A couple of documentary recommendations

If you haven’t seen these two films I’d encourage you to make watching them a Black History Month project.

Black Panthers: Vanguard of the Revolution, is available for streaming on the PBS website. It’s likely to be broadcast again this month.

The story of the Panthers offers lessons on the power and limitations of political violence. As the arc of the movement plays out, you can see the challenges facing an insurgent movement, particularly when it fails to establish “legitimate” political control around a base geography. But beyond the political failure of the movement lay an impressive set of achievements.

We think of the Black Panthers as a political movement, but their most powerful legacy may be an aesthetic. Long after their leaders had been jailed, murdered or scattered, that legacy continues to bear fruit.

People who know virtually nothing about politics can see the image above and recognize a Black Panther. Where SCLC protestors in South embraced an aesthetic of conformity and compliance, a look that emphasized their essential human sameness with their white brothers, the Panthers wove their message of black independence into their clothes, their hair, and their walk.

As a political revolution it was quickly crushed, but as a cultural force it continues to spread. The Black Panthers preached an unapologetic black identity, a powerful validation of Blackness. They spawned a defiant pride in the same aesthetics that had been used to denigrate them in the past. Their legacy was pride.

I Am Not Your Negro was on PBS last month and will probably appear again. You can also watch it on Amazon or on your cable provider’s streaming service. The film is a digest of notes, letters, and an unfinished manuscript from James Baldwin, read by Samuel L. Jackson. In typical Baldwinesque form, it is relentlessly cutting and dark. It is not, however, pessimistic. Unlike other similarly razor-tongued social critics like H.L. Mencken, the power of Baldwin’s prose is its strange sense of compassion. Baldwin writes about white Americans with an intimacy and empathy that lends a unique horror to his condemnations. He’s not merely ranting in angry slogans through a bullhorn, he’s laying bare the heart-deep intricacies of a family drama.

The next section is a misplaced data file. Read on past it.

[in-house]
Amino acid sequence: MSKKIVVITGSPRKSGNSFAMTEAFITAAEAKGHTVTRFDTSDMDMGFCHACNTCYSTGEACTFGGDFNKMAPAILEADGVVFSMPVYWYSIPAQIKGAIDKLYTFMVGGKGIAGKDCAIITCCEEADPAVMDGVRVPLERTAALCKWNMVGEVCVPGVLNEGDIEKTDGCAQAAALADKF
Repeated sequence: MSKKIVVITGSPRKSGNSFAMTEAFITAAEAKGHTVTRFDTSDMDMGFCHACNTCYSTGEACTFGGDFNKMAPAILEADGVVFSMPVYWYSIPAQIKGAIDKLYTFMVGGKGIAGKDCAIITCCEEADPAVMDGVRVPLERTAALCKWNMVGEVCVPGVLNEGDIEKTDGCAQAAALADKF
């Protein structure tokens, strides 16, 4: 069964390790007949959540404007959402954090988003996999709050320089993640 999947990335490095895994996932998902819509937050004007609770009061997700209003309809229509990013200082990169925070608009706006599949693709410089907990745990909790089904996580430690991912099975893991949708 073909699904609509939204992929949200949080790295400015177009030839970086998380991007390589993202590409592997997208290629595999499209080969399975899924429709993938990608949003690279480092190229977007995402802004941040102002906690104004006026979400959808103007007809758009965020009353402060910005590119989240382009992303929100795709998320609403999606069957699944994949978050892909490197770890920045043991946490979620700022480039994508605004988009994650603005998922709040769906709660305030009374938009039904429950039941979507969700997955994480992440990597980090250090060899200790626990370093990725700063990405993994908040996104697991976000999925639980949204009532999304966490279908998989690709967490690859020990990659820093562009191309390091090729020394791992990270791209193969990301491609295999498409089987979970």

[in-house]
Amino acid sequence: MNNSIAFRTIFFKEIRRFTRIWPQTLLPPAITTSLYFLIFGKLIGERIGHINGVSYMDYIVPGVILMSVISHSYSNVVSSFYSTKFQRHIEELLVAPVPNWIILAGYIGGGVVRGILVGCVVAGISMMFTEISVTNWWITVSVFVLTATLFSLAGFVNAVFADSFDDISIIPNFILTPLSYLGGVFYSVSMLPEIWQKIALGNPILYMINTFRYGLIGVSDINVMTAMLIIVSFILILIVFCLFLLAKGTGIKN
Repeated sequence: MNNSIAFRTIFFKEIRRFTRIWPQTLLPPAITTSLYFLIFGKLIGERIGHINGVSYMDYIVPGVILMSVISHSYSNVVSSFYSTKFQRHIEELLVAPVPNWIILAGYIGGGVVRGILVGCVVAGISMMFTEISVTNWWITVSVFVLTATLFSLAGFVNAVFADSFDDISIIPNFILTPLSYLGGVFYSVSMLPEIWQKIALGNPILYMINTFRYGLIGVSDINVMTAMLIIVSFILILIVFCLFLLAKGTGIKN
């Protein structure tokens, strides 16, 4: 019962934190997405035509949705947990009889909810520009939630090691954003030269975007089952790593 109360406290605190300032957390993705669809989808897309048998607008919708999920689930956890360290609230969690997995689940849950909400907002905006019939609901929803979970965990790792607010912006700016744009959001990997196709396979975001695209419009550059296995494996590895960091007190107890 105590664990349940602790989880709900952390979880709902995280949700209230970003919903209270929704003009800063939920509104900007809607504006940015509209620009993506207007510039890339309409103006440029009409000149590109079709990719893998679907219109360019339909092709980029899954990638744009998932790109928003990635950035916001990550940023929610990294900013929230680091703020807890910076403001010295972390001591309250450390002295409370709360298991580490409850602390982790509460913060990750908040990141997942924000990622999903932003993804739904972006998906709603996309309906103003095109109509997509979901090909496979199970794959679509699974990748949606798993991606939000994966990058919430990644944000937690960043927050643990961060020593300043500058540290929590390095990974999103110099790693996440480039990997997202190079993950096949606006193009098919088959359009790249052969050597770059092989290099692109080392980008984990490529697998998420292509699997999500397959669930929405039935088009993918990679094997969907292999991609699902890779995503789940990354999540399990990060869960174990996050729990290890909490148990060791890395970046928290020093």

27 Comments

      1. GOTV doesn’t have to be specific as long as Republicans turn out and push whatever “red” button is there. Surely, you are not suggesting that Republicans are going to deliberate about which party to support? Just: show up; vote Republican; go home; check FOX News to see if their guy won. Simple.

      2. If I am reading the PA redrawing of districts story right it will have no effect on Special Elections but the new map should be in play for the general election in November…and could create 3 opportunities for Democratic pick ups.

    1. PA-18 will be the first special election since that ABC poll came out showing Republicans with only a 6% average advantage in their own districts, and even if Dems lose, keeping a loss within low to mid-single digits will start to tell us what to expect heading into ’18. Have Republicans really rebounded or are the polls missing something?